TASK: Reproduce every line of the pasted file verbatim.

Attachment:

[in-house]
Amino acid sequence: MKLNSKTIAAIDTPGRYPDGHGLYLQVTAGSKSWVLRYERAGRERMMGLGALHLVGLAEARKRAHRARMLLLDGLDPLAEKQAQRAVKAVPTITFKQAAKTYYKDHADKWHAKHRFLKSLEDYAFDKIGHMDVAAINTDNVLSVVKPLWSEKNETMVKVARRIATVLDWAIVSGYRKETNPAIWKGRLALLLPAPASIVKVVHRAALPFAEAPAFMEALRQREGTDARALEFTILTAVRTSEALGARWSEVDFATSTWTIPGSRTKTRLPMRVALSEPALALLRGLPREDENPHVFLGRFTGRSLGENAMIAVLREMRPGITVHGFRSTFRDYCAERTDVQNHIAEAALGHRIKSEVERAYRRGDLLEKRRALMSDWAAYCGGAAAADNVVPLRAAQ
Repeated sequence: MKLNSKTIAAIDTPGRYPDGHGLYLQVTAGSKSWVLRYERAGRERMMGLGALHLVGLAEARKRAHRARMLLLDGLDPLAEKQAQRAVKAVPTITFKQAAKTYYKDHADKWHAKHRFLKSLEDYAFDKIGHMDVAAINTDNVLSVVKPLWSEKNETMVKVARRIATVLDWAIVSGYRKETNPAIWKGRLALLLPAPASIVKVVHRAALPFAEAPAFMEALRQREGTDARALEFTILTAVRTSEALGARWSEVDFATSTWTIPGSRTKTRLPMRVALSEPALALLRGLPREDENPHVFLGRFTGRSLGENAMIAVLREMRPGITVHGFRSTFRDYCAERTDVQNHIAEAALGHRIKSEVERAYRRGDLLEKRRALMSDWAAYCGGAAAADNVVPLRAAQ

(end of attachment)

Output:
[in-house]
Amino acid sequence: MKLNSKTIAAIDTPGRYPDGHGLYLQVTAGSKSWVLRYERAGRERMMGLGALHLVGLAEARKRAHRARMLLLDGLDPLAEKQAQRAVKAVPTITFKQAAKTYYKDHADKWHAKHRFLKSLEDYAFDKIGHMDVAAINTDNVLSVVKPLWSEKNETMVKVARRIATVLDWAIVSGYRKETNPAIWKGRLALLLPAPASIVKVVHRAALPFAEAPAFMEALRQREGTDARALEFTILTAVRTSEALGARWSEVDFATSTWTIPGSRTKTRLPMRVALSEPALALLRGLPREDENPHVFLGRFTGRSLGENAMIAVLREMRPGITVHGFRSTFRDYCAERTDVQNHIAEAALGHRIKSEVERAYRRGDLLEKRRALMSDWAAYCGGAAAADNVVPLRAAQ
Repeated sequence: MKLNSKTIAAIDTPGRYPDGHGLYLQVTAGSKSWVLRYERAGRERMMGLGALHLVGLAEARKRAHRARMLLLDGLDPLAEKQAQRAVKAVPTITFKQAAKTYYKDHADKWHAKHRFLKSLEDYAFDKIGHMDVAAINTDNVLSVVKPLWSEKNETMVKVARRIATVLDWAIVSGYRKETNPAIWKGRLALLLPAPASIVKVVHRAALPFAEAPAFMEALRQREGTDARALEFTILTAVRTSEALGARWSEVDFATSTWTIPGSRTKTRLPMRVALSEPALALLRGLPREDENPHVFLGRFTGRSLGENAMIAVLREMRPGITVHGFRSTFRDYCAERTDVQNHIAEAALGHRIKSEVERAYRRGDLLEKRRALMSDWAAYCGGAAAADNVVPLRAAQ